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The city as world-place: transterritorial flows and territorial order in a Nuremberg neighbourhood


Berndt, Christian; Boeckler, Marc (2007). The city as world-place: transterritorial flows and territorial order in a Nuremberg neighbourhood. Environment and Planning A, 39(7):1545-1563.

Abstract

Approaching struggles for political representation through a perspective of `methodological transterritorialism', we seek to make sense of recent developments evolving around a territorialised urban neighbourhood. Werderau, a garden suburb founded by a mechanical engineering company at the beginning of the 20th century, enjoyed relative protection from globalising frictions and struggles until the `world-in-motion' suddenly penetrated the community a few years ago. We begin by charting the production of the bounded settlement as a site of alternate social ordering at a time of hyperindustrialisation and its imaginary role as a territorial heterotopia, symbolising order in a seemingly chaotic urban world. Turning to the owner's decision to sell the neighbourhood in 1998, we then argue that long-term inhabitants discursively frame the events following the decision as `transterritorial pollution' of their bounded community, reflected in the commodification of their neighbourhood and in an `invasion' of non-German home-owners. After discussing how longer term residents attempt to restabilise their identities by taking up a xenophobic discourse, we conclude by criticising policy-makers for responding solely in a territorial logic and for one-sidedly taking up the discourse advanced by long-term residents. Instead, we advance a utopian vision of the city as a worldly site where people live under conditions of `transcultural Gleich-Gültigkeit' in the double meaning of the German term: understood as being `indifferent' towards the proximate other as well as referring to equality and equal rights.

Abstract

Approaching struggles for political representation through a perspective of `methodological transterritorialism', we seek to make sense of recent developments evolving around a territorialised urban neighbourhood. Werderau, a garden suburb founded by a mechanical engineering company at the beginning of the 20th century, enjoyed relative protection from globalising frictions and struggles until the `world-in-motion' suddenly penetrated the community a few years ago. We begin by charting the production of the bounded settlement as a site of alternate social ordering at a time of hyperindustrialisation and its imaginary role as a territorial heterotopia, symbolising order in a seemingly chaotic urban world. Turning to the owner's decision to sell the neighbourhood in 1998, we then argue that long-term inhabitants discursively frame the events following the decision as `transterritorial pollution' of their bounded community, reflected in the commodification of their neighbourhood and in an `invasion' of non-German home-owners. After discussing how longer term residents attempt to restabilise their identities by taking up a xenophobic discourse, we conclude by criticising policy-makers for responding solely in a territorial logic and for one-sidedly taking up the discourse advanced by long-term residents. Instead, we advance a utopian vision of the city as a worldly site where people live under conditions of `transcultural Gleich-Gültigkeit' in the double meaning of the German term: understood as being `indifferent' towards the proximate other as well as referring to equality and equal rights.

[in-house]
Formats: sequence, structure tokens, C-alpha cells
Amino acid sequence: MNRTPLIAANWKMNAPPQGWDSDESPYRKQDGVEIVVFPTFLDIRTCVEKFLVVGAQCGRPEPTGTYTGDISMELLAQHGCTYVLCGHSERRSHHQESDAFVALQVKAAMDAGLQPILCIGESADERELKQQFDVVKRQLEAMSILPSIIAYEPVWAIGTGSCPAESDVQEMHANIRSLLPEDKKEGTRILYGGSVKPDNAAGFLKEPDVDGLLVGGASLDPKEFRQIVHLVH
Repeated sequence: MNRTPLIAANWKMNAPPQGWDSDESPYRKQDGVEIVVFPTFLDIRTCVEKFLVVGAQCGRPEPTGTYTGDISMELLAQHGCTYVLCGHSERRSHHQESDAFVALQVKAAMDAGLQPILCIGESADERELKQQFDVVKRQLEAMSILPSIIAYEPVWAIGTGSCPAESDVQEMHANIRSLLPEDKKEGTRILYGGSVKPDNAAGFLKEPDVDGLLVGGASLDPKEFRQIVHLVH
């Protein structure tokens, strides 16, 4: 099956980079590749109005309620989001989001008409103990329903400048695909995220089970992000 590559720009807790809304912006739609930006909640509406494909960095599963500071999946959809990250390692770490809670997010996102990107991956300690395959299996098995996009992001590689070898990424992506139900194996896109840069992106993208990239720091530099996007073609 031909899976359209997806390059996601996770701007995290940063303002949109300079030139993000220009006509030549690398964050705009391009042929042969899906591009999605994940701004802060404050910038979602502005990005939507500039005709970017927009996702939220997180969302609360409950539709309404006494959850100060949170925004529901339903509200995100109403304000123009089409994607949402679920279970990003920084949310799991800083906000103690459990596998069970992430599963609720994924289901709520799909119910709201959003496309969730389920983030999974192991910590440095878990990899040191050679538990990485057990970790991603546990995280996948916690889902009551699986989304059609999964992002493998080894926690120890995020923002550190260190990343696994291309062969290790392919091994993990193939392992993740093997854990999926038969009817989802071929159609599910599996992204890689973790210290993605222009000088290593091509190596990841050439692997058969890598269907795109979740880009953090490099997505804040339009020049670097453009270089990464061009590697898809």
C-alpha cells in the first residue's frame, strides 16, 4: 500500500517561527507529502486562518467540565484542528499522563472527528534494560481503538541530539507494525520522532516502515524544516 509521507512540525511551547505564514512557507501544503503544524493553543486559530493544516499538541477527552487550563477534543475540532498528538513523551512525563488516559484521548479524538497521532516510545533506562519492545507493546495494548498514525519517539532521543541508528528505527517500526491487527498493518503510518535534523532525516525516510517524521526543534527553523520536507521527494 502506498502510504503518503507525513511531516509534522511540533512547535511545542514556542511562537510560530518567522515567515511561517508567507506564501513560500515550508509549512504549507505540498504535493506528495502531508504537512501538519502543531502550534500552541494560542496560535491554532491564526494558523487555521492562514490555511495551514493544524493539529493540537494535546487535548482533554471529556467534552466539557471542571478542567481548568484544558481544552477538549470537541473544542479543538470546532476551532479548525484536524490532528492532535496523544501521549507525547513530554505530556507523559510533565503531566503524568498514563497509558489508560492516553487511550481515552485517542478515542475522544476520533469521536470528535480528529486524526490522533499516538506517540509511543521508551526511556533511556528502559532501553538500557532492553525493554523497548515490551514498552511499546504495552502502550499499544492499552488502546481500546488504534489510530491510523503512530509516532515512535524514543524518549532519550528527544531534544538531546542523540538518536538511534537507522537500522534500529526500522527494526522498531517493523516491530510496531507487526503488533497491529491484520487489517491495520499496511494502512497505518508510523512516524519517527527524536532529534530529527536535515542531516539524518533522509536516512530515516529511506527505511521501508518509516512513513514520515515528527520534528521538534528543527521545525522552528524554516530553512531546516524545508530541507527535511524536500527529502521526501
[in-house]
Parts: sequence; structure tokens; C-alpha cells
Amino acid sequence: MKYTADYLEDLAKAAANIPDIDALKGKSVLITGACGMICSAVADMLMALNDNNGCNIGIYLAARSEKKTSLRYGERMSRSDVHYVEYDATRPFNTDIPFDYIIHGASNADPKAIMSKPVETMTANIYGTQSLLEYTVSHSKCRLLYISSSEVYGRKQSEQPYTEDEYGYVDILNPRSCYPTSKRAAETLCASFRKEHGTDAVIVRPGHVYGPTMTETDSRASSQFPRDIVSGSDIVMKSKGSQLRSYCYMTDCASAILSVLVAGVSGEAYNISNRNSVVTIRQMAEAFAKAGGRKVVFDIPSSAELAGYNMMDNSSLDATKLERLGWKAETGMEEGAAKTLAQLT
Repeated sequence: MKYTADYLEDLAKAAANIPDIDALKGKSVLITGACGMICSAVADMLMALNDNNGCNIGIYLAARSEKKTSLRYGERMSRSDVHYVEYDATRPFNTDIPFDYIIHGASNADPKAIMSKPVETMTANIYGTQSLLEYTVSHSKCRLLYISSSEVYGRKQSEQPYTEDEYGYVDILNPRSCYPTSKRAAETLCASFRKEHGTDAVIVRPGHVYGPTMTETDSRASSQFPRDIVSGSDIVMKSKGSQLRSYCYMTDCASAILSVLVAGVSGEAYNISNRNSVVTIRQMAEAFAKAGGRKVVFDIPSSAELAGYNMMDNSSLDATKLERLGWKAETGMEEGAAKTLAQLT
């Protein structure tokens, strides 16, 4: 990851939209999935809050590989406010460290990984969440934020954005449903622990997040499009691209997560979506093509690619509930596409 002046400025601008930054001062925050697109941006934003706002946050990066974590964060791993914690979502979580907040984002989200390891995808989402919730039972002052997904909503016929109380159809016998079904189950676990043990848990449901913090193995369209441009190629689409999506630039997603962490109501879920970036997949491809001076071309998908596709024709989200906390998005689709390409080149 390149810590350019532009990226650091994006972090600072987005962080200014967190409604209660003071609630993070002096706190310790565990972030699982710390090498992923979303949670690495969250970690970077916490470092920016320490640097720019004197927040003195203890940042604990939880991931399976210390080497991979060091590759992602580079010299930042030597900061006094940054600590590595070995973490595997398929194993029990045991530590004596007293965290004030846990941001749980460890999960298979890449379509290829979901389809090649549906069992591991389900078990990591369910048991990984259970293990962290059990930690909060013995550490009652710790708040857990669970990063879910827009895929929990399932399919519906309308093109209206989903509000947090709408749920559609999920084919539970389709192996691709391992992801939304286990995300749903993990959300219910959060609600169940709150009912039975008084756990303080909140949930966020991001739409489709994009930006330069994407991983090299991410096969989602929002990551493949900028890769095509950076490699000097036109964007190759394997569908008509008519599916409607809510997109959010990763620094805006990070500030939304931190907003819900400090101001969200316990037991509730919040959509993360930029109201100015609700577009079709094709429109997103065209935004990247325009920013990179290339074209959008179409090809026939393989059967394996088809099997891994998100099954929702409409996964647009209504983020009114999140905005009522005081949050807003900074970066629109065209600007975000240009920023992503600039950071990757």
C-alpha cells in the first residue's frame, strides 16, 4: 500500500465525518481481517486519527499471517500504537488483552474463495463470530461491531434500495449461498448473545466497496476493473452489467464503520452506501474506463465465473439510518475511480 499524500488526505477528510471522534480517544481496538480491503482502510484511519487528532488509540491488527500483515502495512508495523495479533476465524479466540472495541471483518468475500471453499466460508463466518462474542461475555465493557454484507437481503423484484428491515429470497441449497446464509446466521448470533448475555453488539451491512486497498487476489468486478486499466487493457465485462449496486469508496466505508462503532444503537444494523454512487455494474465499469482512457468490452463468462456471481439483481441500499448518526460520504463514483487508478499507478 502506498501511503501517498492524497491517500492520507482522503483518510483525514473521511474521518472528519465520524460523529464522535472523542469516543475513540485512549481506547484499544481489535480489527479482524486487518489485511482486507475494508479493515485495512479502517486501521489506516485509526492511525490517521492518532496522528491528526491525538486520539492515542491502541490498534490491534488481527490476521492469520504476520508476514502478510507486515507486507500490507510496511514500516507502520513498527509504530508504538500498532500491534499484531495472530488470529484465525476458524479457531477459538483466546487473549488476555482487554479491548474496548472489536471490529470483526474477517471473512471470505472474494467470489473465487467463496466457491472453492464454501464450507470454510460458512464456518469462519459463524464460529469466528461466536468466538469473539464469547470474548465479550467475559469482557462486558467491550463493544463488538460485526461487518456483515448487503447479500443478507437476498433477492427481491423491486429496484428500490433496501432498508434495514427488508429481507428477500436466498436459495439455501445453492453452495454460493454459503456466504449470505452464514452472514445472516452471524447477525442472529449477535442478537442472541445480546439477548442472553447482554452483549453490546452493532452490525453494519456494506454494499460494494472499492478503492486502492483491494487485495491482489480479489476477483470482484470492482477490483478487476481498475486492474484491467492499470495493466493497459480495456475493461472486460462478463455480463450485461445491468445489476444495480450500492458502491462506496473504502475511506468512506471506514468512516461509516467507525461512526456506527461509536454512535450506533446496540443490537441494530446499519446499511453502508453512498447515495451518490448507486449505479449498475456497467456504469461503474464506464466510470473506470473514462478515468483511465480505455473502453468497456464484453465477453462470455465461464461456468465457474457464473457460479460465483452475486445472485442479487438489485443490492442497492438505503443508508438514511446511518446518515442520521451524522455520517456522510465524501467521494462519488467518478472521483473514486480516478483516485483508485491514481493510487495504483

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Additional indexing

Item Type:Journal Article, refereed, original work
Communities & Collections:07 Faculty of Science > Institute of Geography
Dewey Decimal Classification:910 Geography & travel
Language:English
Date:2007
Deposited On:28 Mar 2013 10:27
Last Modified:05 Apr 2016 16:43
Publisher:Pion
ISSN:0308-518X
Free access at:Publisher DOI. An embargo period may apply.
Publisher DOI:https://doi.org/10.1068/a38484

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